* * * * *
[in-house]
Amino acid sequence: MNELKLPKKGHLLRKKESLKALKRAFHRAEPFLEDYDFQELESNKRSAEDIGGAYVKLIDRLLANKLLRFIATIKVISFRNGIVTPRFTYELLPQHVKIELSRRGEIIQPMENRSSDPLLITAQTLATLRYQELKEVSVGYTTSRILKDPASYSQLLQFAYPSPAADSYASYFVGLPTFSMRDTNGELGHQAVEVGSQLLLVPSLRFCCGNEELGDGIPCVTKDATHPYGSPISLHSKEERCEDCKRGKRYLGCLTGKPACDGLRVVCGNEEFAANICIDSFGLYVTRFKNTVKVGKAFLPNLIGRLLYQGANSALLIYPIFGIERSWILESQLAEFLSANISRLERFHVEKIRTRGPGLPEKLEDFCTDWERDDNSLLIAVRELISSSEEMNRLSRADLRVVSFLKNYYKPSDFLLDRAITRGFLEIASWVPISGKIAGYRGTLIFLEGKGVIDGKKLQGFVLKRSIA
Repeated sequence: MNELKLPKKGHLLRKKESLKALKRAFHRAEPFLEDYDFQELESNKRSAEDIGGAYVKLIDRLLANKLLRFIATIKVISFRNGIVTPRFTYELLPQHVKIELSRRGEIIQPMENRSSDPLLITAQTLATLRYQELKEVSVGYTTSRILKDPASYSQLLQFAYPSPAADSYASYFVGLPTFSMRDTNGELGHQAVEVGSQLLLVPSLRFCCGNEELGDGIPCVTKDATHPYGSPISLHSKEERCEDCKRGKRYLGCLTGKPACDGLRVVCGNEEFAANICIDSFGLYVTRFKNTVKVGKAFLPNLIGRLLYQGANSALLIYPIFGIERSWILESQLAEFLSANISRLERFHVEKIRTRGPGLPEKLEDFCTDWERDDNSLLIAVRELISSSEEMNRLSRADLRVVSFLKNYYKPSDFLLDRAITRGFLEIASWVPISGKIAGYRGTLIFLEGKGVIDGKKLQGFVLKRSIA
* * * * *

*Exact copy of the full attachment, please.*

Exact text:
[in-house]
Amino acid sequence: MNELKLPKKGHLLRKKESLKALKRAFHRAEPFLEDYDFQELESNKRSAEDIGGAYVKLIDRLLANKLLRFIATIKVISFRNGIVTPRFTYELLPQHVKIELSRRGEIIQPMENRSSDPLLITAQTLATLRYQELKEVSVGYTTSRILKDPASYSQLLQFAYPSPAADSYASYFVGLPTFSMRDTNGELGHQAVEVGSQLLLVPSLRFCCGNEELGDGIPCVTKDATHPYGSPISLHSKEERCEDCKRGKRYLGCLTGKPACDGLRVVCGNEEFAANICIDSFGLYVTRFKNTVKVGKAFLPNLIGRLLYQGANSALLIYPIFGIERSWILESQLAEFLSANISRLERFHVEKIRTRGPGLPEKLEDFCTDWERDDNSLLIAVRELISSSEEMNRLSRADLRVVSFLKNYYKPSDFLLDRAITRGFLEIASWVPISGKIAGYRGTLIFLEGKGVIDGKKLQGFVLKRSIA
Repeated sequence: MNELKLPKKGHLLRKKESLKALKRAFHRAEPFLEDYDFQELESNKRSAEDIGGAYVKLIDRLLANKLLRFIATIKVISFRNGIVTPRFTYELLPQHVKIELSRRGEIIQPMENRSSDPLLITAQTLATLRYQELKEVSVGYTTSRILKDPASYSQLLQFAYPSPAADSYASYFVGLPTFSMRDTNGELGHQAVEVGSQLLLVPSLRFCCGNEELGDGIPCVTKDATHPYGSPISLHSKEERCEDCKRGKRYLGCLTGKPACDGLRVVCGNEEFAANICIDSFGLYVTRFKNTVKVGKAFLPNLIGRLLYQGANSALLIYPIFGIERSWILESQLAEFLSANISRLERFHVEKIRTRGPGLPEKLEDFCTDWERDDNSLLIAVRELISSSEEMNRLSRADLRVVSFLKNYYKPSDFLLDRAITRGFLEIASWVPISGKIAGYRGTLIFLEGKGVIDGKKLQGFVLKRSIA